As mentioned previously, the Baha‘i follow the teaching
of Mirza Husayn Ali Nuri (1817-1892) whose title is Baha’ullah (‘The Splendor of
God’). As opposed to Muslims who believe Prophet Muhammad to be God’s last
prophet to humanity, Baha’ullah believed himself to be the prophet foretold by
Sayid Ali Muhammad Shirazi, the founder of the Babi movement. Baha’ullah contradicted
the Muslim belief that Abraham, Moses, and Jesus were prophets and not divine.
He taught, instead, that God had become manifest in many different forms such
as Abraham, Moses, Zoroaster, the Buddha, Jesus, Muhammad, the ‘Bab’ and Baha’ullah
himself. Baha’ullah is not, however, the final and definitive manifestation of
God. Other prophets will come, but not for at least 1000 years.
This belief opposes the most fundamental aspect of
Islam, which is the distinction made between the creation and the Creator. Islam
firmly believes that God is separate and distinct from His creation, and that He
never did or will become human. The prophets He sent were fully human, but
chosen to deliver His message to humanity. Worship is to be rendered to God
only, and not to any created being. Nest in importance to this belief is the
belief is that Muhammad was the last and final prophet sent to all of humanity,
and the message of Islam is the final message of God, and none other will come
until the Day of Judgment. These two principles form the basis and most
fundamental principle of Islamic faith, the first pillar of Islam, one clearly contradicted
in Baha’i faith.
There are no initiation rites, priesthood or sacraments
in the Baha’i religion. However, Baha’is do have certain duties, and are
obliged to pray every day (although their prayer is different from that
practiced by Muslims); they are also obliged to meet on the first day of each
Baha’i month for celebration; to fast from dawn to sunset during the month of ‘Ala
(while Muslims fast in Ramadan); to avoid drugs or alcohol; to avoid membership
of political parties; and to observe particular holy days such as the birth of Baha’ullah
and the martyrdom of the ‘Bab’. Emphasis is placed in their propagation on the
unity of humanity and the absolute equality of men and women, and the Baha’is
see themselves as working towards the establishment of a world government which
will eradicate extremes of wealth and poverty.
The only sacred text in Islam is the Quran, but the Baha’is
treat the writings of Baha’ullah as sacred as well. The most important of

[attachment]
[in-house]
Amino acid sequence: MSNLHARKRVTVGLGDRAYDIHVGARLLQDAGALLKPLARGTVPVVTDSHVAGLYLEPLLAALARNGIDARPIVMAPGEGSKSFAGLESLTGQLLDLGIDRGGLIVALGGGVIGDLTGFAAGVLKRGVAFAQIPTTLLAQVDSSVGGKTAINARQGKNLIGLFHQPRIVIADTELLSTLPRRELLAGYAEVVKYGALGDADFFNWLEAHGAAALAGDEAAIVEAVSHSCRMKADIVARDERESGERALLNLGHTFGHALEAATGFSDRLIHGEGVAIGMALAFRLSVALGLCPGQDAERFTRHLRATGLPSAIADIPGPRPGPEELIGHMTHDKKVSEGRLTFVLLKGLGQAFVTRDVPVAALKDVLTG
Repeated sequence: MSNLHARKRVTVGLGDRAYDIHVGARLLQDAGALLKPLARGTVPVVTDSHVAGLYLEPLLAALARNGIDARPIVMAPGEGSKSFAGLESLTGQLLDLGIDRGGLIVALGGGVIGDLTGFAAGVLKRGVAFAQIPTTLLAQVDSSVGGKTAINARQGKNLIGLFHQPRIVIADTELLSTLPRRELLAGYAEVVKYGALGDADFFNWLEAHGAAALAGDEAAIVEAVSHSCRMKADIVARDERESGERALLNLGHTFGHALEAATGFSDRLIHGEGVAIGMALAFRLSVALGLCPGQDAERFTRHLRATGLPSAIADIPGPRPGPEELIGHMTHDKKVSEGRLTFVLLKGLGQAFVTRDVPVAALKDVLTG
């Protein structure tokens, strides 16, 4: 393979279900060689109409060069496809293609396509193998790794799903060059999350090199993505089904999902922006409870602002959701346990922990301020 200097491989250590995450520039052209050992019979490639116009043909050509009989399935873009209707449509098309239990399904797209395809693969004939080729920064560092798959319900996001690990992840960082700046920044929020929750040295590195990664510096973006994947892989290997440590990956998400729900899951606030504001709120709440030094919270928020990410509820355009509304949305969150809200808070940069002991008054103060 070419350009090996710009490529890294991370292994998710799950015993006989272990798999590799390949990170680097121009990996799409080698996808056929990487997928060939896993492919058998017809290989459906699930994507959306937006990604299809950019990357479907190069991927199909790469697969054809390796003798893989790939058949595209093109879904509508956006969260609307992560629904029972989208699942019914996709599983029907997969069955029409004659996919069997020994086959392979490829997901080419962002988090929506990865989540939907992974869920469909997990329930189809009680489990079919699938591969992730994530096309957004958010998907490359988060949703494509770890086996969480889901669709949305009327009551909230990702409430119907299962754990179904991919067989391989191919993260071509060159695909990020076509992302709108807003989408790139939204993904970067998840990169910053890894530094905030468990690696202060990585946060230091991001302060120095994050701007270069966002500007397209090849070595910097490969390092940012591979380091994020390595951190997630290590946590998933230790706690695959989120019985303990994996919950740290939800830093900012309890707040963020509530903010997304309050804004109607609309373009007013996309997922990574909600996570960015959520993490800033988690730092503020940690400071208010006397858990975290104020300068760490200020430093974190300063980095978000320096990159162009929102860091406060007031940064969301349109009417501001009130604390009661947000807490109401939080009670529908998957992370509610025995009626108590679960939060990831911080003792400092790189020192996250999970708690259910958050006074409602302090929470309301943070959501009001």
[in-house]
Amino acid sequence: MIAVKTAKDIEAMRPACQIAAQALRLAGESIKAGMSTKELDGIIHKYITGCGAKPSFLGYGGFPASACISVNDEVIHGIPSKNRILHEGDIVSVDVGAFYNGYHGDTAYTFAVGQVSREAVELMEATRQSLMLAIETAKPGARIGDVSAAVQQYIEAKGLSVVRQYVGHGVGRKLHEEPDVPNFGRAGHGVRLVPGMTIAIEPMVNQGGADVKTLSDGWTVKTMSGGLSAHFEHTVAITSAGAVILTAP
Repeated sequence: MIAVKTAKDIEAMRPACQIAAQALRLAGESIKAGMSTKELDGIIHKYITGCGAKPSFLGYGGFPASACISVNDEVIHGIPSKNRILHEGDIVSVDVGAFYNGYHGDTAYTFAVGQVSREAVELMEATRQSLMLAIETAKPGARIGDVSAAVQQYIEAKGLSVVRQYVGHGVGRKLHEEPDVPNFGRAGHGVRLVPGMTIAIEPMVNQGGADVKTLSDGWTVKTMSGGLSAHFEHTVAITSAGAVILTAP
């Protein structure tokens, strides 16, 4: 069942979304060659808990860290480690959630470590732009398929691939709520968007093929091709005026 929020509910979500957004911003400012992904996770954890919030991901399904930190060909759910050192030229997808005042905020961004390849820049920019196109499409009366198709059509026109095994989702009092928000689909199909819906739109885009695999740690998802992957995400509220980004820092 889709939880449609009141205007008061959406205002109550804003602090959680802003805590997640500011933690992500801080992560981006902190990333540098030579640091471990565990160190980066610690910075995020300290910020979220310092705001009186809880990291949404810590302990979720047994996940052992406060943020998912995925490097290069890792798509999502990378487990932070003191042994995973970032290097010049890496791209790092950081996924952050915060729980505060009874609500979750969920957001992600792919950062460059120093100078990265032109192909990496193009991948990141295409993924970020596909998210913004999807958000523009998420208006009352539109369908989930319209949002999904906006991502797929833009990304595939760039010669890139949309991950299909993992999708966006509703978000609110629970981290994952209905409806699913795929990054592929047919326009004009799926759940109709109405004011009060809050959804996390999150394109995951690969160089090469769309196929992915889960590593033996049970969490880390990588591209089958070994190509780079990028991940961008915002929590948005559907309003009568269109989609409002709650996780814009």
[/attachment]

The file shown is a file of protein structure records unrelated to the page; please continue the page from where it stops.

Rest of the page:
these writings are: The Most Holy Book, The Book of Certitude, The Hidden
Words, The Seven Valleys, and Epistle to the Son of the Wolf.
Claims of Baha’ullah
Baha’ullah claimed to be God. The following are some of
“There is no God but Me, the Honored, the Wise.”
“Take what the Ancient Hand gives you.”
“There is no God but Me, the securer, the regulator. Certainly
We have sent the prophets and revealed the books.”
“The God of eternity is in the prison.”
“Everything other than Me is created by My command.”
“I am the Greatest Branch (Abdul-Baha) without any
“We Baha’is are certain of the eternal beauty.”
“Surely I am God. There is no God but me, the Lord of
all things. Everything other than Me is My creation, then O My creation you
The Twelve Principles
The Baha’i pride themselves on the Twelve Principles or
twelve teachings, which they promulgate. Baha’i speakers focus heavily on
these principles considering that these are the best that can be found in any
religion. Seven out of the twelve Principles revolve around Unity. They are:
Unity in the political realm.
Unity in the worldly matters.
Unity in freedom.
Unity in religion.
Unity in the nation.
Unity in the tongue.
Unity in genealogy.
Nevertheless, Baha’i history and doctrine contravene these
principles. The Baha’is killed Mohammad Ibrahim by throwing him into the river
Tigris for not believing in Baha’ullah’s call.
They attempted to assassinate Nasiruddin Shah, the king of Iran. Baha’ullah killed one hundred and thirty people in one night and plundered their
ill treated his brother Subhe Azal and Abdul-Baha did worse to his brother
Mohammad Ali. Ironically, among the Baha’is themselves there are at least two
major divisions at loggerheads with each other - the 3rd generation Baha’i and
the Orthodox Baha’i. Lastly, the Baha’is have yet to officially announce the
alphabet of the new language they have invented for every person in the world.
There are various intolerant ideas preached by the Baha’is
found in the Babi cult before them which have no basis in Islam:
“Babis! God has made war obligatory upon you. Capture
cities and people for Babism.”
“Do not let those who do not believe in the Bayan remain
on the earth.”
“Snatch the wealth of those who do not believe in the
“Rejecters of Bab! Even if you take a bath 1000 times
in a day, you shall remain unclean.”
“Whatever belongings of the non-Babis come into
possession of the Babis they become clean.”
In summary, the Baha’is differ from Muslims in the most
fundamental Islamic beliefs and practices. Their leaders have made
extraordinary claims to divinity similar to other religious cults. Although
they seem to preach peace and unity, their history has been marred by violence.
Their history and original teachings also contradict their averred concept of
world peace and gender equality.